Schools more likely to remain inadequate as a sponsored academy
Ofsted reveals a school is six times as likely to remain inadequate if it becomes a sponsored academy
For inadequate schools that become sponsored academies, 12% remain inadequate (compared to just 2% (1 in 50) of those that remain in the local authority maintained sector.
The Education and Adoption Bill is based on the assumption that the only way to improve schools was to convert to become a sponsored academy and join a Multi Academy Trust. This data casts serious doubt on that assumption.
Lord Hunt said: “There is a general assumption, in the Government and the media, that becoming a sponsored academy is the only way to improve a school. However this data, from Ofsted, suggest the opposite. A school is far more likely to improve its Ofsted status if it remains in the maintained sector.”
For schools rated “inadequate”:
· Of those that became sponsored academies 12% remained “inadequate” at their next inspection, compared to 2% of maintained schools.
· 53% of these sponsored academies remained either “inadequate” or “Requires Improvement”, compared to 38% of maintained schools.
· Of schools that stayed in the local authority maintained sector, 62% become “Good” or “Outstanding” compared to 47% for sponsored academies.
The one area in which sponsored academies do better is that 6% become “Outstanding” compared to 2% of maintained schools.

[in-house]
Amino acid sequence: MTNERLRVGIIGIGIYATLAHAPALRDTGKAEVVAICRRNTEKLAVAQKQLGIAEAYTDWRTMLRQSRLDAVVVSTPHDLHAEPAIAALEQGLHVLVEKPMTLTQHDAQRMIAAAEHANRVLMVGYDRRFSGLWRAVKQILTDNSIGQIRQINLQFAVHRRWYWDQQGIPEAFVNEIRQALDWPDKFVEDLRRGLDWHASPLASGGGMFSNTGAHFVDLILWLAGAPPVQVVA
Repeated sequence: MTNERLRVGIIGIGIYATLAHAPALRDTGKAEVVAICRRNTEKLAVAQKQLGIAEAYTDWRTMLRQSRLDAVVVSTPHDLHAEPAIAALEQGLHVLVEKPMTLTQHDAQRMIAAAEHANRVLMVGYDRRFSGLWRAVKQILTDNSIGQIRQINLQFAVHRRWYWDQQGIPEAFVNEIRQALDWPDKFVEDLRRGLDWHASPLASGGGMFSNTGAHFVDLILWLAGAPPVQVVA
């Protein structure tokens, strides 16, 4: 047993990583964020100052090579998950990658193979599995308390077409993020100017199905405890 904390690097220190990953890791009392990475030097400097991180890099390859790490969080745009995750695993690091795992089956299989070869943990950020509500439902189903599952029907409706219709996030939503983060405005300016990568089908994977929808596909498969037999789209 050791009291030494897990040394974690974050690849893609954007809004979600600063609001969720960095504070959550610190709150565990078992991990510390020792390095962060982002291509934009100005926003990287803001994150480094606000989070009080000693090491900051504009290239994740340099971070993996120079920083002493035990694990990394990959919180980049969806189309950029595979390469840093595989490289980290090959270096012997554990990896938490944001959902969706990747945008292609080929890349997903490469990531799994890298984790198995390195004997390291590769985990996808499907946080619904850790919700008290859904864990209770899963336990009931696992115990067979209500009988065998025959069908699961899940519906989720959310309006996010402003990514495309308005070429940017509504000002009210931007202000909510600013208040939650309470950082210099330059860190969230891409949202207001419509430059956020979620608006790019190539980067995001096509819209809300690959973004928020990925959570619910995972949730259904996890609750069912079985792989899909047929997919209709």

This backs up previous data indicating a small number of academy chains (also known as Multi Academy Trusts) do well, but most underperform compared to the maintained sector.
Henry Stewart, co-founder of the Local Schools Network, said: “This backs up the analysis we have carried out at Local Schools Network on how likely different types of schools are to improve their results.
“For primary schools, if you compare similar schools (by their prior year results) then maintained schools improved their benchmark results by 6.4% more than sponsored academies from 2013 to 2015. This gap is so large that it is statistically significant at the 99% level.
“The data is clear, at primary and secondary level. There can now be no doubt that, on average, conversion to become a sponsored academy slows the improvement of a struggling school.”
Kevin Courtney, Deputy General Secretary of the National Union of Teachers, the largest teachers’ union, added: “The Government’s whole schools strategy is based on the dogmatic belief that conversion to academy status by definition improves standards. These latest findings show this to be nonsense. It is in fact the proven structural support of maintained schools which is more likely to achieve results. But the Government’s educational vandalism is systematically undermining the role of local authorities in education, to the detriment of our children.”
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